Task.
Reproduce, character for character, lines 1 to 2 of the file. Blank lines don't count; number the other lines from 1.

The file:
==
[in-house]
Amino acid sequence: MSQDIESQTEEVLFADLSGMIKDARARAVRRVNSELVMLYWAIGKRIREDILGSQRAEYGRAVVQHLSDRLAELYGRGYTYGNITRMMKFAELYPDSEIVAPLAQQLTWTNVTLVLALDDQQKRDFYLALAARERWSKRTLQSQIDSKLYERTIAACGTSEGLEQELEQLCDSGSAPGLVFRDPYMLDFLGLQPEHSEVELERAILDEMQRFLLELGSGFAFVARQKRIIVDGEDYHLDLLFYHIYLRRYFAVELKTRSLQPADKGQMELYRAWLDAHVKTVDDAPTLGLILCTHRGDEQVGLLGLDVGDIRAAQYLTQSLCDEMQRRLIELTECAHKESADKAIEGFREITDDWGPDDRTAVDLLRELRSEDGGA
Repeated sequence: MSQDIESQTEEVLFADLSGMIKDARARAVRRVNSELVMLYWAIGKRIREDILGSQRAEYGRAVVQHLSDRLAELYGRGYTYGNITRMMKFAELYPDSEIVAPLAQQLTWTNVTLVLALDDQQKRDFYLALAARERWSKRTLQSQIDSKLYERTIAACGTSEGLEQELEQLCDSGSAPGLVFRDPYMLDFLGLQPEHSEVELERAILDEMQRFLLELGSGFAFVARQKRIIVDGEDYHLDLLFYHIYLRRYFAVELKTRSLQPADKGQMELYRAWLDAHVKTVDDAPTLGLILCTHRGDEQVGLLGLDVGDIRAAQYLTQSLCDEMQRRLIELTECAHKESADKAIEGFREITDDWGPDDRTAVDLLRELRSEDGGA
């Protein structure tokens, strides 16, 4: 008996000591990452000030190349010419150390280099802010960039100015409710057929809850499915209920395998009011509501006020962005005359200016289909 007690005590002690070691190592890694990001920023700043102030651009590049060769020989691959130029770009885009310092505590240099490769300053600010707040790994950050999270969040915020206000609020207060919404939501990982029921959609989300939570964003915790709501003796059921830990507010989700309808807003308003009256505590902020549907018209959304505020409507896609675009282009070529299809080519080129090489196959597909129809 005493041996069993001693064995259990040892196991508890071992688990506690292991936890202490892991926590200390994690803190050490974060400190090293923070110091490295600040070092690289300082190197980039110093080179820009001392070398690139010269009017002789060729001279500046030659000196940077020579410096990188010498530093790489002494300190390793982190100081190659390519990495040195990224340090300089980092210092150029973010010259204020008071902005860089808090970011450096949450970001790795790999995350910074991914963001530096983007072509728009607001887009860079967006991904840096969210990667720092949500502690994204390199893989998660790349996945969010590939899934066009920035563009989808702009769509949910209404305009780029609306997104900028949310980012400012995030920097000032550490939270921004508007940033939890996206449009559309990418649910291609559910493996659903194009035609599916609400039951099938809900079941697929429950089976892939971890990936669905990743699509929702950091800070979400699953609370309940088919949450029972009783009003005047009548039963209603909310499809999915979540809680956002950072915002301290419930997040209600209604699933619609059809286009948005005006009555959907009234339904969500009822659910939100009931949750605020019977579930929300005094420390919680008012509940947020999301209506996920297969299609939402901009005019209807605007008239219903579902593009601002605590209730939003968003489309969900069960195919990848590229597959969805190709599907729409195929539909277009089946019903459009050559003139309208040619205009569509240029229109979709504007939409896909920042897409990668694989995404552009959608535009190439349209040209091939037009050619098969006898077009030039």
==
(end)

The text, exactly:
[in-house]
Amino acid sequence: MSQDIESQTEEVLFADLSGMIKDARARAVRRVNSELVMLYWAIGKRIREDILGSQRAEYGRAVVQHLSDRLAELYGRGYTYGNITRMMKFAELYPDSEIVAPLAQQLTWTNVTLVLALDDQQKRDFYLALAARERWSKRTLQSQIDSKLYERTIAACGTSEGLEQELEQLCDSGSAPGLVFRDPYMLDFLGLQPEHSEVELERAILDEMQRFLLELGSGFAFVARQKRIIVDGEDYHLDLLFYHIYLRRYFAVELKTRSLQPADKGQMELYRAWLDAHVKTVDDAPTLGLILCTHRGDEQVGLLGLDVGDIRAAQYLTQSLCDEMQRRLIELTECAHKESADKAIEGFREITDDWGPDDRTAVDLLRELRSEDGGA